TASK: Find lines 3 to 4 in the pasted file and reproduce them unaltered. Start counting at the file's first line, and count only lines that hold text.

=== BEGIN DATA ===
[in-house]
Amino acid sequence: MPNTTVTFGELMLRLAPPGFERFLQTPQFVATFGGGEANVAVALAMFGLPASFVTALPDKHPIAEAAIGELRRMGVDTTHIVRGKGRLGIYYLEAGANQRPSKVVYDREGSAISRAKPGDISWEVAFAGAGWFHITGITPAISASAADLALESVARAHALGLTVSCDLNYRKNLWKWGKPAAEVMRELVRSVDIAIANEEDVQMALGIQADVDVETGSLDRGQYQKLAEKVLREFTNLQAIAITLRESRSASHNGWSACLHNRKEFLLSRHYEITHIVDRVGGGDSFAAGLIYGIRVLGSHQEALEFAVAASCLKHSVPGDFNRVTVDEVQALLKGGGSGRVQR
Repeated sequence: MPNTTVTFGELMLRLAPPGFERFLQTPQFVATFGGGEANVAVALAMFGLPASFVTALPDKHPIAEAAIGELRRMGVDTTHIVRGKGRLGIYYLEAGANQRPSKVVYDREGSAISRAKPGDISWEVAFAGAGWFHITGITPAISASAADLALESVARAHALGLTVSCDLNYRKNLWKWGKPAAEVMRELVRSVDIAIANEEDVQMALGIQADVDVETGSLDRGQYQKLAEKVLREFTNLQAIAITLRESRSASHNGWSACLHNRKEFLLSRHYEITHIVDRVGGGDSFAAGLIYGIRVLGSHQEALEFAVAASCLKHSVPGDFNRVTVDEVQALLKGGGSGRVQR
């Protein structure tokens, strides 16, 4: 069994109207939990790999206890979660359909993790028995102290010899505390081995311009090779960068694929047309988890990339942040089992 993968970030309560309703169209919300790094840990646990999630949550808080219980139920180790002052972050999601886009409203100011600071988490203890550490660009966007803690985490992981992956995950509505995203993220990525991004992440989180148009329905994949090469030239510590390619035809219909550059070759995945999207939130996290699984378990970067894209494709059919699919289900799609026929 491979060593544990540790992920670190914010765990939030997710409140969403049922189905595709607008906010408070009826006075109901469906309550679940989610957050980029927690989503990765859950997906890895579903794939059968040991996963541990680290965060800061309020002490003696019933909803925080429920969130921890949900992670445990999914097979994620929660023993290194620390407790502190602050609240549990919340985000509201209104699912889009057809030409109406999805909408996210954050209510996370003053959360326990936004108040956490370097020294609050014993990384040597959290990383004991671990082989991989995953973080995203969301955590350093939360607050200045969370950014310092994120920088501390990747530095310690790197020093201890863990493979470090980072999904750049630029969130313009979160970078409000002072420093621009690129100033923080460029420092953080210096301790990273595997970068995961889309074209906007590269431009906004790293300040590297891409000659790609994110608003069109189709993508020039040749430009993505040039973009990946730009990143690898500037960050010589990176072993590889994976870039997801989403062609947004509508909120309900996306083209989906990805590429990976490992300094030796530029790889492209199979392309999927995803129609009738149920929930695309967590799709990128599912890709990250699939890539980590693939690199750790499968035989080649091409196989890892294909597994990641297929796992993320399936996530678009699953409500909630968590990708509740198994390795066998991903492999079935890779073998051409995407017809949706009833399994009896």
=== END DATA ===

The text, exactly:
Repeated sequence: MPNTTVTFGELMLRLAPPGFERFLQTPQFVATFGGGEANVAVALAMFGLPASFVTALPDKHPIAEAAIGELRRMGVDTTHIVRGKGRLGIYYLEAGANQRPSKVVYDREGSAISRAKPGDISWEVAFAGAGWFHITGITPAISASAADLALESVARAHALGLTVSCDLNYRKNLWKWGKPAAEVMRELVRSVDIAIANEEDVQMALGIQADVDVETGSLDRGQYQKLAEKVLREFTNLQAIAITLRESRSASHNGWSACLHNRKEFLLSRHYEITHIVDRVGGGDSFAAGLIYGIRVLGSHQEALEFAVAASCLKHSVPGDFNRVTVDEVQALLKGGGSGRVQR
């Protein structure tokens, strides 16, 4: 069994109207939990790999206890979660359909993790028995102290010899505390081995311009090779960068694929047309988890990339942040089992 993968970030309560309703169209919300790094840990646990999630949550808080219980139920180790002052972050999601886009409203100011600071988490203890550490660009966007803690985490992981992956995950509505995203993220990525991004992440989180148009329905994949090469030239510590390619035809219909550059070759995945999207939130996290699984378990970067894209494709059919699919289900799609026929 491979060593544990540790992920670190914010765990939030997710409140969403049922189905595709607008906010408070009826006075109901469906309550679940989610957050980029927690989503990765859950997906890895579903794939059968040991996963541990680290965060800061309020002490003696019933909803925080429920969130921890949900992670445990999914097979994620929660023993290194620390407790502190602050609240549990919340985000509201209104699912889009057809030409109406999805909408996210954050209510996370003053959360326990936004108040956490370097020294609050014993990384040597959290990383004991671990082989991989995953973080995203969301955590350093939360607050200045969370950014310092994120920088501390990747530095310690790197020093201890863990493979470090980072999904750049630029969130313009979160970078409000002072420093621009690129100033923080460029420092953080210096301790990273595997970068995961889309074209906007590269431009906004790293300040590297891409000659790609994110608003069109189709993508020039040749430009993505040039973009990946730009990143690898500037960050010589990176072993590889994976870039997801989403062609947004509508909120309900996306083209989906990805590429990976490992300094030796530029790889492209199979392309999927995803129609009738149920929930695309967590799709990128599912890709990250699939890539980590693939690199750790499968035989080649091409196989890892294909597994990641297929796992993320399936996530678009699953409500909630968590990708509740198994390795066998991903492999079935890779073998051409995407017809949706009833399994009896």